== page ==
Le Monde was part of a larger project that Descartes began in October 1629, and then abandoned, on hearing of the condemnation of Galileo, at the end of 1633. It was originally designed to cover three topics: inanimate nature, the physiology of the human (and animal) body, and the ‘rational soul’. The first two parts were published posthumously, as the present work and De Homine (1662), respectively, but the third part is lost and may never have been drafted. The project also included the material on the formation of colours in the Meteors and the material on geometrical optics in the Dioptrics, both subsequently published in 1637 along with the Discourse and the Geometry.

In the first five chapters of Le Monde, Descartes sets out his corpuscular theory of matter. He explains heat and light as being due to the agitation of these corpuscles. This agitation is also what gives substances their properties, including whether they are fluid or solid. Descartes believes that these corpuscles are packed together such that there is no void or empty space in nature. He describes substances as consisting only of three elementary elements, fire, air and earth; the properties of any substance can be characterized by its composition of these elements, the size and arrangement of the particles in the substance, and the motion of its particles.

In the next two chapters, Descartes introduces his three laws of motion, which are designed to describe the collisions of corpuscles. The first law tells us that a body conserves its motion except in collision, when, the second law tells us, the total motion of the colliding bodies is conserved but may be redistributed amongst them. It is left to the third law to tell us about direction, and according to this law, because a body’s tendency to move is instantaneous, this tendency to move can only be rectilinear, because only rectilinear motion can be determined in an instant: ‘only motion in a straight line is entirely simple and has a nature which may be grasped wholly in an instant’. Motion in a circle or some other path would require us to consider ‘at least two of its instants, or rather two of its parts, and the relation between them’. What path the body will actually take, however, will be a function of the collisions to which it is subject.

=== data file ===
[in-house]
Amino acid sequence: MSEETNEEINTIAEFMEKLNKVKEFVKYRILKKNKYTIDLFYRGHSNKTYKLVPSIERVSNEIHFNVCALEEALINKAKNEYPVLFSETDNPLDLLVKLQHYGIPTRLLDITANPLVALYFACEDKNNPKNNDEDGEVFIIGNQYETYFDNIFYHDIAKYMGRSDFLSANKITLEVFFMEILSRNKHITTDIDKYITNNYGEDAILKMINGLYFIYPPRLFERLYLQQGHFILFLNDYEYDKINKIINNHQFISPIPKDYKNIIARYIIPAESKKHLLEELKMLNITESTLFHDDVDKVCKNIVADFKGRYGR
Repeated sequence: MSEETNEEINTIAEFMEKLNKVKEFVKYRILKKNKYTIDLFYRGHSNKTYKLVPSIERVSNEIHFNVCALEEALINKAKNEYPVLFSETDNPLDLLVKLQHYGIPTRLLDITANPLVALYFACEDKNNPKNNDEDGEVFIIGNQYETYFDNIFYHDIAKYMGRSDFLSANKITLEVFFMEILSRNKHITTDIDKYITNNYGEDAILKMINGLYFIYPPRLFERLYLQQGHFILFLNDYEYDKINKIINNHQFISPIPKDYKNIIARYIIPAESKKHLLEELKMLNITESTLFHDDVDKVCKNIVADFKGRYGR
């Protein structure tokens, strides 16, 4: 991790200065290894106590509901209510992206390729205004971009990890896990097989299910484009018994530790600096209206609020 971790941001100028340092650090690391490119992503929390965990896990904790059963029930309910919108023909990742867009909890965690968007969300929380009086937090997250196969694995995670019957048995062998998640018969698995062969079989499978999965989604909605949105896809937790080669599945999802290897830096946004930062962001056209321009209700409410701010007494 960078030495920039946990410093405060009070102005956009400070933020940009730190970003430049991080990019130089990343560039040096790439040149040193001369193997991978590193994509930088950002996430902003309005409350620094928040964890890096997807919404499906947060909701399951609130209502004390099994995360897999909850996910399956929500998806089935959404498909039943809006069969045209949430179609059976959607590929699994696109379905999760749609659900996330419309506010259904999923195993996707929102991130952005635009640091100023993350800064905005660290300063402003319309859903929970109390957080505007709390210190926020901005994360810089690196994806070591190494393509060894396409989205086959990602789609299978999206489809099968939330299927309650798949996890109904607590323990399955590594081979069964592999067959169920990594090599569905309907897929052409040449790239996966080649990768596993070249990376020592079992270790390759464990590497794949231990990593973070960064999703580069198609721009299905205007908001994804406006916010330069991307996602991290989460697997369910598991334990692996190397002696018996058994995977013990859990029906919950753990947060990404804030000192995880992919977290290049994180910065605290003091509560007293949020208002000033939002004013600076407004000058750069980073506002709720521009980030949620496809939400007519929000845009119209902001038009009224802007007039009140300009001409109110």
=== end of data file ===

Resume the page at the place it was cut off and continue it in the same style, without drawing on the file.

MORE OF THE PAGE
In chapters 8 to 12, using the theory of matter and laws of nature which have now been elaborated, Descartes sets out the details of a complete heliocentric cosmology, from the formation of the Sun and the stars, the planets and comets, the Earth and the Moon, to weight or gravity and the tides. The key is his account of vortices. The universe, as Descartes represents it, consists of an indefinite number of contiguous vortices, each with a sun or star at the centre, and planets revolving around this centre. Occasionally, however, planets may be moving so quickly as to be carried outside the solar system altogether: then they become comets. Planets eventually enter into stable orbits, the less massive they are the closer to the centre, and once in this orbit they are simply carried along by the celestial fluid in which they are embedded. The stability of their orbits arises because, once a planet has attained a stable orbit, if it were to move inward it would immediately meet smaller and faster corpuscles of which would push it outward, and if it were to move outward, it would immediately meet larger corpuscles which would slow it down and make it move inward again. Descartes then moves on to explain the motions of planetary satellites and the diurnal rotation of a planet like the Earth. The celestial matter in which the Earth is embedded moves faster at one side of the planet than at the other, and this gives the Earth a ‘spin’ or rotation, which in turn sets up a centrifugal effect, creating a small vortex around itself, in which the Moon is carried. Turning next to consider what the weight (pesanteur) of the Earth consists in, Descartes rejects the idea of weight as an intrinsic property. In earlier writings he had defined weight in functional terms as ‘the force of motion by which a body is impelled in the first instant of its motion’; he has no hesitation in offering a similar account here. Finally, the phenomenon of the tides is explained using the same ideas.